Showers take some of the highest abuse in a home. With gallons of water going down them during an average shower, along with hair, dirt, grease and other gunk, it’s not surprising when it gets backed up. But how do you fix it?
The best way to clear a clogged shower drain isn’t by using the latest and greatest chemical fix, it’s by physically removing the hair and gunk. Here’s how to do it:
Step 1: You can start by sizing up the drain opening. In shower-only units, there are a couple types of drain strainers. They can be removed by either removing the screws holding the drain strainer plate down, or in drains that do not have screws holding a plate down, by using a screwdriver or pair of pliers to unscrew the strainer. If you have a tub and shower combination, you may need to remove the drain plug before removing the strainer.
Step 2: Be sure to clean the underside of the strainer and plug. To get it really clean, use an anti-bacterial spray cleaner, a brief soak in bleach solution, rubbing alcohol or a similar disinfectant to disinfect it. This will help slow down the stink and gunk build up a little before you need to clean out the drain next time, hopefully giving you a more pleasant experience.
Step 3: You’ll need to use a wire hanger, a long-handled crochet hook, drain snake or other plumbing hooking tool. If you’re using a wire hanger, stretch it into a straight length. On one end, use a pair of pliers to create a hook between 1/2″-3/4″.
Step 4: Using the hanger or crochet hook, stick the hooked end down into the drain and begin pulling hair and gunk out of the drain. If you’re using a drain snake or other drain-clearing tool, use the same type of activity to remove small amounts of the clog at a time in order to break it up and make it easier to remove.
Step 5: Keep going back into the drain for more hair. It will take a while and some patience to get it all out. Work the hook or plumbing tool at slightly different angles to get all around the drain so that you’re able to get to all the areas of the clot out.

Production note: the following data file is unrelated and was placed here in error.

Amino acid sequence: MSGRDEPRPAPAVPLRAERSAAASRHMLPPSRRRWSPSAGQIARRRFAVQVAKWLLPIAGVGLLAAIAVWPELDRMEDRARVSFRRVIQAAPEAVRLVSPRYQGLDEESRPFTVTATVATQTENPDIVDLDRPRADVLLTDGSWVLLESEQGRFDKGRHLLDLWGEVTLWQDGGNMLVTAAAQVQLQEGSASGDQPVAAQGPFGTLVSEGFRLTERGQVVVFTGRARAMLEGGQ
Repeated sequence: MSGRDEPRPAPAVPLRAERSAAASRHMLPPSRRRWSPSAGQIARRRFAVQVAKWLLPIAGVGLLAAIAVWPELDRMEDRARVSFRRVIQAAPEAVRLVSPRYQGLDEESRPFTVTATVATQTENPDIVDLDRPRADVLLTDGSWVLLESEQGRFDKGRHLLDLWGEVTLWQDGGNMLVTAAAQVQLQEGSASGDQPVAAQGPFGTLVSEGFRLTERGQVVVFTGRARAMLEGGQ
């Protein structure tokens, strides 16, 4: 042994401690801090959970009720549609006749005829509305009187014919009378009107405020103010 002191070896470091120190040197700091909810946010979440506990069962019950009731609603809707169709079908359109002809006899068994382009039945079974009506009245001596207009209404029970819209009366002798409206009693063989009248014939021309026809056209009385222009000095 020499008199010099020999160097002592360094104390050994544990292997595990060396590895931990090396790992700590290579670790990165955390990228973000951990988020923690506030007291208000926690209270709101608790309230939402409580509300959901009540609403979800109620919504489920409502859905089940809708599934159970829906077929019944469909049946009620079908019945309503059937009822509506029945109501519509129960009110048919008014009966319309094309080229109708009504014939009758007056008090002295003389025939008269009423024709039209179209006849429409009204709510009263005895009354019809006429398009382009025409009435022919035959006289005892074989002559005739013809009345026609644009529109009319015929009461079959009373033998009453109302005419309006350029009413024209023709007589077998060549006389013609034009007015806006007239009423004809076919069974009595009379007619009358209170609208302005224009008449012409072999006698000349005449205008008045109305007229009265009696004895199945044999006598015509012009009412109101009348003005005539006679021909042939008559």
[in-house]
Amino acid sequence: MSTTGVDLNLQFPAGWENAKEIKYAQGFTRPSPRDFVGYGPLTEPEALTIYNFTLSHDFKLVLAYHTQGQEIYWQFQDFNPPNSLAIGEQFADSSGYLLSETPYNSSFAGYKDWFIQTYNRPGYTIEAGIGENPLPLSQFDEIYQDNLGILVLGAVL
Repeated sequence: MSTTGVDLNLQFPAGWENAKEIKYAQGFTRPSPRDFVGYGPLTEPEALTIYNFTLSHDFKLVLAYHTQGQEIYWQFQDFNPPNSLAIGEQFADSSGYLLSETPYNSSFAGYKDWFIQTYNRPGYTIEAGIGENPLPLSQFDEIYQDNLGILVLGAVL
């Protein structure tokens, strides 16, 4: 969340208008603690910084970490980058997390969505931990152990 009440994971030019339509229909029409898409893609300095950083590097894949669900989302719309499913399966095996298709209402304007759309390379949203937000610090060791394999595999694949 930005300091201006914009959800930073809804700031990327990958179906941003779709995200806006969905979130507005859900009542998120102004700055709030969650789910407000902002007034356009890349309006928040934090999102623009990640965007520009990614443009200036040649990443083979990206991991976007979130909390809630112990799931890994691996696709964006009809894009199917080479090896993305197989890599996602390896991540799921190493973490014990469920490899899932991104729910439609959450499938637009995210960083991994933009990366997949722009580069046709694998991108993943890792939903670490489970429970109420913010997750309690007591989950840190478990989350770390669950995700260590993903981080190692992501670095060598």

Step 6: After you’ve hit the point that you’re not getting any more gunk out, you can pour a pot of boiling water down the drain to help clear out any remaining sludge, being careful to pour directly into the drain or use a funnel so that the quick temperature change does not crack the porcelain. Another option is to follow up after the boiling water by pouring 1/2 cup of baking soda and 1 cup of vinegar and cover the drain for 5-10 minutes, then flush with another pot of boiling water. This will help clear out any remaining gunk and freshens your drain.
Step 7: After you’re done treating the drain, it’s time to screw the strainer back into place, replacing the drain plug if you had to remove it to access the drain.
Another method to try works only if the clog is between the drain and the vent, but can sometimes be effective. If it’s a tub, you’ve got an overflow that will need to be blocked by covering with duct tape in order to seal the system. Remove the drain stopper and start the hot water. Fill the tub with water to two inches in depth and then place a cup plunger over the drain, using firm pressure to quickly push the plunger up and down five to six times. It’s normal for the duct tape to move a bit while you’re doing this. Remove any debris that’s come up and repeat until it flows freely. Remove the duct tape and replace the stopper.
If you’ve tried these methods and are still not having any success breaking up the clog or you’re not comfortable working on your plumbing to this extent, it may be time to call a professional. With 25 years plumbing experience and a 98% customer retention rate, we’re more than happy to help with all your plumbing needs.